Bug-out Bags 2
In the last post we covered what a bug-out bag is, and listed some of the basic needs. But what about seasonal specific items? Let’s start with winter in all but the southernmost states. If a quick evacuation is needed during the winter, the necessities change greatly. Anyone who lives up north knows to keep their car full of fuel, and stocked with a few items such as a warm blanket, a couple of days worth of ready to eat food such as MRE’s, nutrition bars etc; a case of drinking water with at least 3 or 4 bottles in the passenger area, and the rest in the trunk; a gas can with several gallons of gas (or diesel), several days worth of medications, and a few paperbacks and toys if needed.
Much of the same rules apply to bug out bags. In the winter months, the number one enemy is hypothermia. So in addition to the basic items listed in part 1, we need to add at least one full set of thermal underwear per person, several pairs of premium wool socks, a good set of winter gloves, and a full face ski mask. Depending on your region, you should also have a good quality winter jacket, with a knit cap, another pair of cold weather gloves and as many of the “chemical” types of hand warmers as you can stuff in the coat pockets. These items should be in addition to the jackets that you wear on a daily basis. They should be located with your Bug Out Bags, so valuable time isn’t wasted searching for them. Always keep your bags in a closet with easy access, and add a battery powered light to the closet so items can be issued out no matter what time or electrical availability. Make sure that items are ready for all members in your family, and never, never grab some of the items out because a child lost his or her jackets etc!
Adjust the straps on the bags to fit with your coat on. Practice taking short trips at least around the neighborhood wearing the cold weather gear with packs. If you carry a gun, place it one of the easily accessible coat pockets. If you see anyone approaching your group, remove the glove on your glove hand, and put your hand on the gun. YOu can fire right out of the jacket and then pull the gun out for continued fire.
Remember that in cold weather appetites increase so you need more supplies than in warm weather.
Use your seasonal changes to make a complete inventory of all your items and ensure everything is ready to go. In a bug-out situation one single item could cause the loss of life in one of your family members. Check the expiration date on any edibles and replace as needed. While freeze-dried meals are extremely convenient, they all depend on having hot water. Operate the camping stove to ensure you will have a way to heat water. If you have MRE’s, remove them from the box and place them in gallon-size zipper bags to take up less space. Do not open the bag to check the contents in advance. That way everything will be there when you need it.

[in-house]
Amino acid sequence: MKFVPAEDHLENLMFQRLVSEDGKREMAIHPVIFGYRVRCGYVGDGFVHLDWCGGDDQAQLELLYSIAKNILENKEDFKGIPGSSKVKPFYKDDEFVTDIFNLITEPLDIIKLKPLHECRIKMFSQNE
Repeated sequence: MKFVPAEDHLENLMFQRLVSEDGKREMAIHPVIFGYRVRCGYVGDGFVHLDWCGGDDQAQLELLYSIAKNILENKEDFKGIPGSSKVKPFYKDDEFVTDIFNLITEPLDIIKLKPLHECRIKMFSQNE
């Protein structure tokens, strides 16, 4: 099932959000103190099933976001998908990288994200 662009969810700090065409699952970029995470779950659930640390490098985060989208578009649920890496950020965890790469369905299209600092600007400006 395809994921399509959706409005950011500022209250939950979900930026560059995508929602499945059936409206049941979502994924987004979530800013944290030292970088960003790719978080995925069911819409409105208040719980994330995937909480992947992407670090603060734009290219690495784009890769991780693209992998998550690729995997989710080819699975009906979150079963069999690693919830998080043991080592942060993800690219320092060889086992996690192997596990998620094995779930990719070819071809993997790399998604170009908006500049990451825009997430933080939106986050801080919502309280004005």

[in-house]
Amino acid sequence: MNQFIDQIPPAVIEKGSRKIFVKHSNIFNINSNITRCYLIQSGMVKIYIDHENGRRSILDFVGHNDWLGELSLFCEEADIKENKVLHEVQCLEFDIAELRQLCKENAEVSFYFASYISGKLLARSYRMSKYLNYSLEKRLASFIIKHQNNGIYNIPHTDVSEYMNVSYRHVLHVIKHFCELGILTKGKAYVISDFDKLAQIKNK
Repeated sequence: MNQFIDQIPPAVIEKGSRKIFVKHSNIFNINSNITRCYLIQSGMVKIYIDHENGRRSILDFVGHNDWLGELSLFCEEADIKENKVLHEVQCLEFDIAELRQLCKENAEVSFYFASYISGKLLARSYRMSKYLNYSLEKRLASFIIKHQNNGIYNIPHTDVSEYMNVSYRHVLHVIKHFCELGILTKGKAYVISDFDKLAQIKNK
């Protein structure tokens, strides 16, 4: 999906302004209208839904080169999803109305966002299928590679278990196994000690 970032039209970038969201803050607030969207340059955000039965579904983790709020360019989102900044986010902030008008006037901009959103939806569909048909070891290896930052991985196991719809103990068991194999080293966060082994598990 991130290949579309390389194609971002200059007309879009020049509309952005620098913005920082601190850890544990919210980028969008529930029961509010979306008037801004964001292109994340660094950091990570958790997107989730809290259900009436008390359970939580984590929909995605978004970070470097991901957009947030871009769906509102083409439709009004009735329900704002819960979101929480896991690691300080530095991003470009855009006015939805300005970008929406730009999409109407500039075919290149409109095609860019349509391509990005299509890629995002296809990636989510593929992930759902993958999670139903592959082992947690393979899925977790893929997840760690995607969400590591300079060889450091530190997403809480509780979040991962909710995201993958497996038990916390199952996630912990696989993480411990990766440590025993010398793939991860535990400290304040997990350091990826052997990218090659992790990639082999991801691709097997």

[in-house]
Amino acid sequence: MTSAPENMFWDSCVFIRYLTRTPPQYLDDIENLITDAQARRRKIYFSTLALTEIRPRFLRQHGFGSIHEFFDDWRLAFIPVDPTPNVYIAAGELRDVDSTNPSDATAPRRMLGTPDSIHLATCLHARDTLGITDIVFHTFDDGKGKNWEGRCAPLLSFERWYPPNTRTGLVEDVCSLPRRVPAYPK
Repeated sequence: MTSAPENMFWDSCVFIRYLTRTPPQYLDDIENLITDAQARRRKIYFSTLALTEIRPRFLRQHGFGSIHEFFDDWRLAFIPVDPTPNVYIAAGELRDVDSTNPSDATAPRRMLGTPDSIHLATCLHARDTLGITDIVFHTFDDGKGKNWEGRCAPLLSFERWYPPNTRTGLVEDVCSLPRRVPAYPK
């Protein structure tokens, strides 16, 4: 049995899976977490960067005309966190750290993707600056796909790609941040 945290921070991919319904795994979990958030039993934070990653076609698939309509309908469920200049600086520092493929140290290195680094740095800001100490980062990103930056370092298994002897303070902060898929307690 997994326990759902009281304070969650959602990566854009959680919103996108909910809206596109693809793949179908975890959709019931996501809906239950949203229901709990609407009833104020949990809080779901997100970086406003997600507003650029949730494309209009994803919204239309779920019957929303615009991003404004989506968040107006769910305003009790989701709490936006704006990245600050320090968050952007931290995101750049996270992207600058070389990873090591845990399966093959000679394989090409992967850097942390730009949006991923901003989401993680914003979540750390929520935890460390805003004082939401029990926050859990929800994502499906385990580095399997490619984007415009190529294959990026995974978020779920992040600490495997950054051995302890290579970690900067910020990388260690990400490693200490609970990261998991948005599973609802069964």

Use a permanent marker to write the expiration date on all food types because it makes it much easier to see when you need it. Remember to also update your medications by rotating the oldest and replacing them with the newest. With the exception of insulin, most medications don’t lose their effectiveness for up to two years after the expiration date.
At least two or three times a year take your weapons and fire all of them at a gun range or wherever you usually practice. The whole key of weapons being useful to protect you and your family is based on practice. You don’t want to try to use your weapon for the first time in an emergency. That is why police officers and military are required to fire their weapons on a monthly or weekly basis.
Practice driving your bug-out route, paying special attention to potentially dangerous areas. It’s better to have a longer route than be trapped in an area where you cannot defend your family. In any type of mass evacuations, law and order will cease very quickly. Never underestimate how bad people can be when they are panicked.
So now we have a pretty good idea of what is needed to protect your family and give them a chance at survival, no matter what. The best defense is knowledge. If you think a situation in your area might get out of hand, it will be wise to increase your readiness and above all, stay informed.
The best advice I can give anyone is to read the articles on this blog about moving to a rural area. Even if you only purchase the land, you will at least have a place to go where you can defend your family. The odds of your family surviving increase greatly if you’re able to get to a location where you are not surrounded by desperate people. Unimproved property can provide a place to bury a few caches, such as heavy duty tents, food supplies, and other items. We will look at this in more detail in upcoming blogs.
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